Celebrating 20 Years: Millennium Seed Bank Partnership

Photo by Matthew Westmoreland for UNC Research

2020 marks the 20th anniversary of the Millennium Seed Bank Partnership (MSBP), the largest ex situ plant conservation effort in the world. Led by the Royal Botanic Gardens, Kew, this underground seed bank protects 2.4 billion seeds from all across the planet. At the North Carolina Botanical Garden, we’re proud to be one of only five United States institutions that are MSB1 primary partners.

As part of the 20th anniversary celebration, our director of conservation, Johnny Randall, reflects on our participation in this program over the last 20 years.

Facts about notable species you have banked seeds from

We curate seeds of 56 of our region’s rare plants, most of which are listed as globally imperiled (G1G2) and are narrow endemics, only growing in a small area. Yadkin River goldenrod (Solidago plumosa) grows only along a 2.5-mile stretch of the Yadkin River in North Carolina.  Peters Mountain mallow (Iliamna corei) grows only on a single mountain on the VA-WV border. Venus flytrap (Dionaea muscipula) is an obvious notable species – endemic to the Carolinas (99% occurring in North Carolina).

Your seed banking achievements over the past 20 years

Current North Carolina Botanical Garden seed collection numbers by project:

  • Seeds of Success – 5,600,000 (280 accessions from 117 species)
  • Center for Plant Conservation – 15,000 (578 accessions from 85 species)
  • Native Plant Materials Development – 1,800,000 (276 accessions from 120 species)
  • Horticulture Department – 44,000 (1,805 accessions from 148 species)

The North Carolina Botanical Garden is…

  • One of the eight founding members of the Center for Plant Conservation in 1984.
  • A primary MSB1 partner with four other US botanical institutions with over 200 accessions (of at least 20,000 seeds each) contributed from the southeastern US.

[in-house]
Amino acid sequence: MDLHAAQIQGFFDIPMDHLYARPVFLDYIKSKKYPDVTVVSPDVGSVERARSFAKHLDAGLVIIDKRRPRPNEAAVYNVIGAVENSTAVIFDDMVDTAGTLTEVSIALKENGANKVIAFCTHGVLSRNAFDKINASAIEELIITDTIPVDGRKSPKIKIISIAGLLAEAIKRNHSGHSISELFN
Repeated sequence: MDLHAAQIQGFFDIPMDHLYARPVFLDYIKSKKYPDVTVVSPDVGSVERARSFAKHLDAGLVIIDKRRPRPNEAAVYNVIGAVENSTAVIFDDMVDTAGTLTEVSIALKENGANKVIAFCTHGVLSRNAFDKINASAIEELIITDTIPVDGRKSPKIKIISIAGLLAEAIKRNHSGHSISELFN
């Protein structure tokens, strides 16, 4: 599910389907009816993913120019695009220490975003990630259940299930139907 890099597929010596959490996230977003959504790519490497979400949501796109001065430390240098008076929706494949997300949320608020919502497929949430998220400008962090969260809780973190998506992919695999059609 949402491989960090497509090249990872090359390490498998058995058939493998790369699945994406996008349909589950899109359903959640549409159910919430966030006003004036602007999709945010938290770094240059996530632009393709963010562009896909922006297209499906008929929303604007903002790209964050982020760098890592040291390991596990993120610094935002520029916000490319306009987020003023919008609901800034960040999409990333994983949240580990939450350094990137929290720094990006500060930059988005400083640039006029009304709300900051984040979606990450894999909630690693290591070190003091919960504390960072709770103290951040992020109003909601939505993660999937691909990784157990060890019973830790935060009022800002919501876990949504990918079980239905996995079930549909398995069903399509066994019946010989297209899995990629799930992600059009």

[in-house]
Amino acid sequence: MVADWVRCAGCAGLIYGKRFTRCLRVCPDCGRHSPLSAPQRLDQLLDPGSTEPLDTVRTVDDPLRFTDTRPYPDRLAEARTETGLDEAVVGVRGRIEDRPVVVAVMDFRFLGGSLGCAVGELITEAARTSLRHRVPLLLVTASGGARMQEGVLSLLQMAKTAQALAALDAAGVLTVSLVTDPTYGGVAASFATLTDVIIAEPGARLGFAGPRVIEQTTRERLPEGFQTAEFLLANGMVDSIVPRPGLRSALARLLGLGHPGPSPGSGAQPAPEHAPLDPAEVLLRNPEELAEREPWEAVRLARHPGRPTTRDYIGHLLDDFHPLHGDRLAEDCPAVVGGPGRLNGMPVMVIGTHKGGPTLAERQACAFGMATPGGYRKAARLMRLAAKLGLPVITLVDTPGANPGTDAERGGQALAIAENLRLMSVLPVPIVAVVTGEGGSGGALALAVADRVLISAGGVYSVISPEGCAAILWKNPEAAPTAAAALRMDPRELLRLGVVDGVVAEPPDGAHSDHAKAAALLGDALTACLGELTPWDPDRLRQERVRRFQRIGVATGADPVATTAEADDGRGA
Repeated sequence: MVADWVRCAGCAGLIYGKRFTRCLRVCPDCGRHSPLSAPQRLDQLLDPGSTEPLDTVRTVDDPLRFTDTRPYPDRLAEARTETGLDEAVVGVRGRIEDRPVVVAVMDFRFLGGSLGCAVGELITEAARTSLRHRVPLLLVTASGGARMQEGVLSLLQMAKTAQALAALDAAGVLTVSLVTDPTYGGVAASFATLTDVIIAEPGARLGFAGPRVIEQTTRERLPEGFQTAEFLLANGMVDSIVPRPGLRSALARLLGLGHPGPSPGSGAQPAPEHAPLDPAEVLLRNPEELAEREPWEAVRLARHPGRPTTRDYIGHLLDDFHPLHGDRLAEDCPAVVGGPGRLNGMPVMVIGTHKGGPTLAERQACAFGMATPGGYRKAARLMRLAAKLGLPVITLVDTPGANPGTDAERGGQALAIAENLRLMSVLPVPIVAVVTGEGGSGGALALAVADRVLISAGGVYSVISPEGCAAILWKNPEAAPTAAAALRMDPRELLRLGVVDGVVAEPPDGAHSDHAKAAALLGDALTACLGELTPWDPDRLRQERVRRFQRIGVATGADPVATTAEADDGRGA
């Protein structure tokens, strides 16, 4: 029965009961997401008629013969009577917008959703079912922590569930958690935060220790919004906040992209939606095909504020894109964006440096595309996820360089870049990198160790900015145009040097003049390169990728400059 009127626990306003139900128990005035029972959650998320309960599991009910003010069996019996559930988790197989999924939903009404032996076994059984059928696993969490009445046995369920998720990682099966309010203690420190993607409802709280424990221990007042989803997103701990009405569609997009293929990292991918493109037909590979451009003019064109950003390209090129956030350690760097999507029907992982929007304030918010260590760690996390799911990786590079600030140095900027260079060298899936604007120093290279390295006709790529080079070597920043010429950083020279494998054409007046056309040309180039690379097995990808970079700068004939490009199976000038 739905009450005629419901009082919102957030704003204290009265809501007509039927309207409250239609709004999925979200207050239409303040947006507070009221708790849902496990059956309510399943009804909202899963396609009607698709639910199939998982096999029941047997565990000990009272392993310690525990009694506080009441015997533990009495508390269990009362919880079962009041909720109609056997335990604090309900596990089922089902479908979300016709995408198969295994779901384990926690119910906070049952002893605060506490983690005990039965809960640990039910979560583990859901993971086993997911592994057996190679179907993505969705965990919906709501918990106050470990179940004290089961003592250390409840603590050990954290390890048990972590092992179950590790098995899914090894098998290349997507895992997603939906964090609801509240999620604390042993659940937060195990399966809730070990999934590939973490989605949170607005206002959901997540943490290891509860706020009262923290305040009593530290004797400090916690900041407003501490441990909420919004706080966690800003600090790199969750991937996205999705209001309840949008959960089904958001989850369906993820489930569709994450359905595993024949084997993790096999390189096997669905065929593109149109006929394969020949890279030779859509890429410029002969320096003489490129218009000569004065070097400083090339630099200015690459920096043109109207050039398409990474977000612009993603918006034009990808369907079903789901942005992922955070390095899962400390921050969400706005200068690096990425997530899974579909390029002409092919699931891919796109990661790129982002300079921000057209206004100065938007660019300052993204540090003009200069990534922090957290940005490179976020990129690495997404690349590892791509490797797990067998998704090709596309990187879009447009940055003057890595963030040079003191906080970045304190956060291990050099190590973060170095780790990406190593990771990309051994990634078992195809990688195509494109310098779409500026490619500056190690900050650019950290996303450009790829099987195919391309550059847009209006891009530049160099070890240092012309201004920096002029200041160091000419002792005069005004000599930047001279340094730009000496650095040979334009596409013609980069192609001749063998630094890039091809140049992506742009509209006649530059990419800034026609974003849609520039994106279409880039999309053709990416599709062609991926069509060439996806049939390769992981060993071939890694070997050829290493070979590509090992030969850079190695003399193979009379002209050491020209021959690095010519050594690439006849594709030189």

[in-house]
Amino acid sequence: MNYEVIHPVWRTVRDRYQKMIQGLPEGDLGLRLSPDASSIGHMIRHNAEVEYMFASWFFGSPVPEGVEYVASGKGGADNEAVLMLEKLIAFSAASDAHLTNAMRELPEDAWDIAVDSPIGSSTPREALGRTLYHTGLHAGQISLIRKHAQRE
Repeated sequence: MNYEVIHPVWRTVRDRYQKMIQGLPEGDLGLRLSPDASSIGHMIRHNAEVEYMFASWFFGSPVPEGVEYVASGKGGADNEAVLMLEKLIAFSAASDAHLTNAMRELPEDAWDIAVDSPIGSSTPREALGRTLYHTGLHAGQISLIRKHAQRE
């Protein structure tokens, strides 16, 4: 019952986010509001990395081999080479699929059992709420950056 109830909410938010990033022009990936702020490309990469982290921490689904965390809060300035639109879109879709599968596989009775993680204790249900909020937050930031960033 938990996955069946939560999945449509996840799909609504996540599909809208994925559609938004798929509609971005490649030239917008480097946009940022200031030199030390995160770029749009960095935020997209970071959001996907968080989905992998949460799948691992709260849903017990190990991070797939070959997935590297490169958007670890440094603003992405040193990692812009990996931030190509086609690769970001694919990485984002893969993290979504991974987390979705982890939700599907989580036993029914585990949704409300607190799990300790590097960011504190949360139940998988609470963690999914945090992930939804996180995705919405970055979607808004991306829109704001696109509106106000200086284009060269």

• One of three botanical institutions (with New England Wild Flower Society and New York Greenbelt Center) that formed Seeds of Success East – a three-year project to collect restoration seed for coastlines of the Mid-Atlantic US damaged from Hurricane Sandy

We’ve received awards for…

  • Our participation in the Seeds of Success Program (in association with MSB1): the 2010 US Department of the Interior Partners Award and the first ever National Seed Collector Award in 2010 from US Bureau of land Management to NCBG seed collector Andy Walker

Recently we founded…

  • A Native Plant Materials Development program to provide both seeds and/or plants for restoration projects. Since the program’s inception in 2019, we have collected over 1.8 million seeds representing 120 species from the North Carolina Piedmont, Sandhills and barrier islands; and 50 species in seed increase plots for bulk restoration seed.

What does being part of the MSBP mean to you?

Ex situ conservation is vital for biological diversity protection where we enjoy participation with local, regional, national, and international associates. We are honored to be one of the many global MSBP partners that share a common mission.

Memories from the past 20 years, or a memorable collecting trip

So many memories! Maybe being entertained with stories by MSB’s Michael Way during dinners!

Why is seed banking important to you and your institution?

As a conservation garden, ex situ conservation has been part of our programming for over 50 years when we promoted and popularized conservation through propagation. Since then, our short- and long-term seed banking program continues to grow. Outside of the actual action of seed banking, we enjoy the collegiality among a vast number of botanical institutions with whom we share collections management information, research results, conservation successes and failures, and lively conversations at annual meetings (and dinner parties!).

Johnny Randall (L) and Michael Kunz (R) collect seeds of Atlantic White Cedar (Chamaecyparis thyoides) in the North Carolina Coastal Plain. Photo by Andrew Bell.
Chris Liloia collects seeds of Coastal sweet-pepperbush (Clethra alnifolia); photo by Johnny Randall